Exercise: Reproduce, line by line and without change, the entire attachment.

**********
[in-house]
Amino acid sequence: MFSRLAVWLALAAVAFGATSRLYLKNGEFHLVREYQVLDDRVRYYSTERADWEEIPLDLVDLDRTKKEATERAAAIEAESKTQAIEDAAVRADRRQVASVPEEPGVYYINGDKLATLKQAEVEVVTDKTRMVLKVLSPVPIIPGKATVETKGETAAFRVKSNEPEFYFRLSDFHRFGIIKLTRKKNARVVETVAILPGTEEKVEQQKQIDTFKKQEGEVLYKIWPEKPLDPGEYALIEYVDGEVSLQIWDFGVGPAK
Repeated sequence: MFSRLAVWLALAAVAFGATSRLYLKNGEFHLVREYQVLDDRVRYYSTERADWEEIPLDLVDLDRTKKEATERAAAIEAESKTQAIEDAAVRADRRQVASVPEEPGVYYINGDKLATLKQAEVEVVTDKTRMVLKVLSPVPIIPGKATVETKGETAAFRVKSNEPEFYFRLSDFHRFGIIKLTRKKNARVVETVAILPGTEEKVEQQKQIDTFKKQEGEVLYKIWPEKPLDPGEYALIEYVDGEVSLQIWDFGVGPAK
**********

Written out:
[in-house]
Amino acid sequence: MFSRLAVWLALAAVAFGATSRLYLKNGEFHLVREYQVLDDRVRYYSTERADWEEIPLDLVDLDRTKKEATERAAAIEAESKTQAIEDAAVRADRRQVASVPEEPGVYYINGDKLATLKQAEVEVVTDKTRMVLKVLSPVPIIPGKATVETKGETAAFRVKSNEPEFYFRLSDFHRFGIIKLTRKKNARVVETVAILPGTEEKVEQQKQIDTFKKQEGEVLYKIWPEKPLDPGEYALIEYVDGEVSLQIWDFGVGPAK
Repeated sequence: MFSRLAVWLALAAVAFGATSRLYLKNGEFHLVREYQVLDDRVRYYSTERADWEEIPLDLVDLDRTKKEATERAAAIEAESKTQAIEDAAVRADRRQVASVPEEPGVYYINGDKLATLKQAEVEVVTDKTRMVLKVLSPVPIIPGKATVETKGETAAFRVKSNEPEFYFRLSDFHRFGIIKLTRKKNARVVETVAILPGTEEKVEQQKQIDTFKKQEGEVLYKIWPEKPLDPGEYALIEYVDGEVSLQIWDFGVGPAK